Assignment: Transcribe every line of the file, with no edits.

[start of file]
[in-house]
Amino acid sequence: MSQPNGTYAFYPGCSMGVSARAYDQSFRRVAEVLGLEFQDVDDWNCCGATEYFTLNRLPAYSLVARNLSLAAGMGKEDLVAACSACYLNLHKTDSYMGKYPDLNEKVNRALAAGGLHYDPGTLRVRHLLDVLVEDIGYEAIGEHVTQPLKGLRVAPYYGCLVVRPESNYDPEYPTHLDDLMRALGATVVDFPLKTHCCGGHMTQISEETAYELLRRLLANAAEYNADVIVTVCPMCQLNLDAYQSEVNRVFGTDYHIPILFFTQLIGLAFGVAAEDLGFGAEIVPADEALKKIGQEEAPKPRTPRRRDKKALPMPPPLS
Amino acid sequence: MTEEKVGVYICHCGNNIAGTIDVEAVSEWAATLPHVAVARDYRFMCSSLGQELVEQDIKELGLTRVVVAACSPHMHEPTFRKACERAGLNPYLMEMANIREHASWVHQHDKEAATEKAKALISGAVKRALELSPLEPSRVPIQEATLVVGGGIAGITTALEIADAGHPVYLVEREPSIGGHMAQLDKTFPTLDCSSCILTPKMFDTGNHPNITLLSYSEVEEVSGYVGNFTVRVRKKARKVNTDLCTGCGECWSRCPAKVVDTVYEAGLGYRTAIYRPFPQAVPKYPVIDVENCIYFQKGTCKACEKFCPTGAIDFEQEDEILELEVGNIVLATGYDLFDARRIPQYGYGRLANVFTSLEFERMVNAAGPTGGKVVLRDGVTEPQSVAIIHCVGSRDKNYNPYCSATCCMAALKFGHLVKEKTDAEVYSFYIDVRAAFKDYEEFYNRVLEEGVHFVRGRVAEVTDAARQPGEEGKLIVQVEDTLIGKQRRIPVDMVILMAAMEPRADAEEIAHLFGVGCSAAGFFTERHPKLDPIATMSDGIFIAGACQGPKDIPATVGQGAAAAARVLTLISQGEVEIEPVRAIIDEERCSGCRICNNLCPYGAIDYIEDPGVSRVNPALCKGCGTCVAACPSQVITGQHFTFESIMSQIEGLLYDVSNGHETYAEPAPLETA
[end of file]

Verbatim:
[in-house]
Amino acid sequence: MSQPNGTYAFYPGCSMGVSARAYDQSFRRVAEVLGLEFQDVDDWNCCGATEYFTLNRLPAYSLVARNLSLAAGMGKEDLVAACSACYLNLHKTDSYMGKYPDLNEKVNRALAAGGLHYDPGTLRVRHLLDVLVEDIGYEAIGEHVTQPLKGLRVAPYYGCLVVRPESNYDPEYPTHLDDLMRALGATVVDFPLKTHCCGGHMTQISEETAYELLRRLLANAAEYNADVIVTVCPMCQLNLDAYQSEVNRVFGTDYHIPILFFTQLIGLAFGVAAEDLGFGAEIVPADEALKKIGQEEAPKPRTPRRRDKKALPMPPPLS
Amino acid sequence: MTEEKVGVYICHCGNNIAGTIDVEAVSEWAATLPHVAVARDYRFMCSSLGQELVEQDIKELGLTRVVVAACSPHMHEPTFRKACERAGLNPYLMEMANIREHASWVHQHDKEAATEKAKALISGAVKRALELSPLEPSRVPIQEATLVVGGGIAGITTALEIADAGHPVYLVEREPSIGGHMAQLDKTFPTLDCSSCILTPKMFDTGNHPNITLLSYSEVEEVSGYVGNFTVRVRKKARKVNTDLCTGCGECWSRCPAKVVDTVYEAGLGYRTAIYRPFPQAVPKYPVIDVENCIYFQKGTCKACEKFCPTGAIDFEQEDEILELEVGNIVLATGYDLFDARRIPQYGYGRLANVFTSLEFERMVNAAGPTGGKVVLRDGVTEPQSVAIIHCVGSRDKNYNPYCSATCCMAALKFGHLVKEKTDAEVYSFYIDVRAAFKDYEEFYNRVLEEGVHFVRGRVAEVTDAARQPGEEGKLIVQVEDTLIGKQRRIPVDMVILMAAMEPRADAEEIAHLFGVGCSAAGFFTERHPKLDPIATMSDGIFIAGACQGPKDIPATVGQGAAAAARVLTLISQGEVEIEPVRAIIDEERCSGCRICNNLCPYGAIDYIEDPGVSRVNPALCKGCGTCVAACPSQVITGQHFTFESIMSQIEGLLYDVSNGHETYAEPAPLETA